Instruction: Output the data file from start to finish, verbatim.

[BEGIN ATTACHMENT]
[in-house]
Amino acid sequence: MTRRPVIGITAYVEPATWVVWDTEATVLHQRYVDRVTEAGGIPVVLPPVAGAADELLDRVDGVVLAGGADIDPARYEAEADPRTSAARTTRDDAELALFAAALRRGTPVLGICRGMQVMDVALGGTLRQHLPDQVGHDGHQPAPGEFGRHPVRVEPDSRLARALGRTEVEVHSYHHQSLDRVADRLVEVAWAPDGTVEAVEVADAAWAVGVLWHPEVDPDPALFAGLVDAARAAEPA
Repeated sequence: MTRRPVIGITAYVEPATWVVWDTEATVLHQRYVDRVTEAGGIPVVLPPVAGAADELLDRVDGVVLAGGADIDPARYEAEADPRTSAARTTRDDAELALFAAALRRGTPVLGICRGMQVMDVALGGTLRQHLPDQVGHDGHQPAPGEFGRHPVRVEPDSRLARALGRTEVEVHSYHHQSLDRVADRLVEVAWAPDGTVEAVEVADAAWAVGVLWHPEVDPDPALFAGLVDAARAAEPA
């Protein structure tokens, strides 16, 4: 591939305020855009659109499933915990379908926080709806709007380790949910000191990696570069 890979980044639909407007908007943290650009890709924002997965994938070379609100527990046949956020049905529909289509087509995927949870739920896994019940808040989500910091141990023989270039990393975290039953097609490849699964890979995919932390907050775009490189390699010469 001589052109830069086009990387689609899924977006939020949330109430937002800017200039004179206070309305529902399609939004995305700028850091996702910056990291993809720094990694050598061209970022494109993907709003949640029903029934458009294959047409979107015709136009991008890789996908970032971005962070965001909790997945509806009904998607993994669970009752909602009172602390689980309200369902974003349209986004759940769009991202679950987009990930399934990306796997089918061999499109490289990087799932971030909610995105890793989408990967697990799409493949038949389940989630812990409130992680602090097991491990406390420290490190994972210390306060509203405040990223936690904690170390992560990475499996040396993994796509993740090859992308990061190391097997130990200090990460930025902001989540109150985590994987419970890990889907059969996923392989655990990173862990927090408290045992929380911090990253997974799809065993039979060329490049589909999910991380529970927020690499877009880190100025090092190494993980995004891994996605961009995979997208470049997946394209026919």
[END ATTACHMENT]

[in-house]
Amino acid sequence: MTRRPVIGITAYVEPATWVVWDTEATVLHQRYVDRVTEAGGIPVVLPPVAGAADELLDRVDGVVLAGGADIDPARYEAEADPRTSAARTTRDDAELALFAAALRRGTPVLGICRGMQVMDVALGGTLRQHLPDQVGHDGHQPAPGEFGRHPVRVEPDSRLARALGRTEVEVHSYHHQSLDRVADRLVEVAWAPDGTVEAVEVADAAWAVGVLWHPEVDPDPALFAGLVDAARAAEPA
Repeated sequence: MTRRPVIGITAYVEPATWVVWDTEATVLHQRYVDRVTEAGGIPVVLPPVAGAADELLDRVDGVVLAGGADIDPARYEAEADPRTSAARTTRDDAELALFAAALRRGTPVLGICRGMQVMDVALGGTLRQHLPDQVGHDGHQPAPGEFGRHPVRVEPDSRLARALGRTEVEVHSYHHQSLDRVADRLVEVAWAPDGTVEAVEVADAAWAVGVLWHPEVDPDPALFAGLVDAARAAEPA
């Protein structure tokens, strides 16, 4: 591939305020855009659109499933915990379908926080709806709007380790949910000191990696570069 890979980044639909407007908007943290650009890709924002997965994938070379609100527990046949956020049905529909289509087509995927949870739920896994019940808040989500910091141990023989270039990393975290039953097609490849699964890979995919932390907050775009490189390699010469 001589052109830069086009990387689609899924977006939020949330109430937002800017200039004179206070309305529902399609939004995305700028850091996702910056990291993809720094990694050598061209970022494109993907709003949640029903029934458009294959047409979107015709136009991008890789996908970032971005962070965001909790997945509806009904998607993994669970009752909602009172602390689980309200369902974003349209986004759940769009991202679950987009990930399934990306796997089918061999499109490289990087799932971030909610995105890793989408990967697990799409493949038949389940989630812990409130992680602090097991491990406390420290490190994972210390306060509203405040990223936690904690170390992560990475499996040396993994796509993740090859992308990061190391097997130990200090990460930025902001989540109150985590994987419970890990889907059969996923392989655990990173862990927090408290045992929380911090990253997974799809065993039979060329490049589909999910991380529970927020690499877009880190100025090092190494993980995004891994996605961009995979997208470049997946394209026919």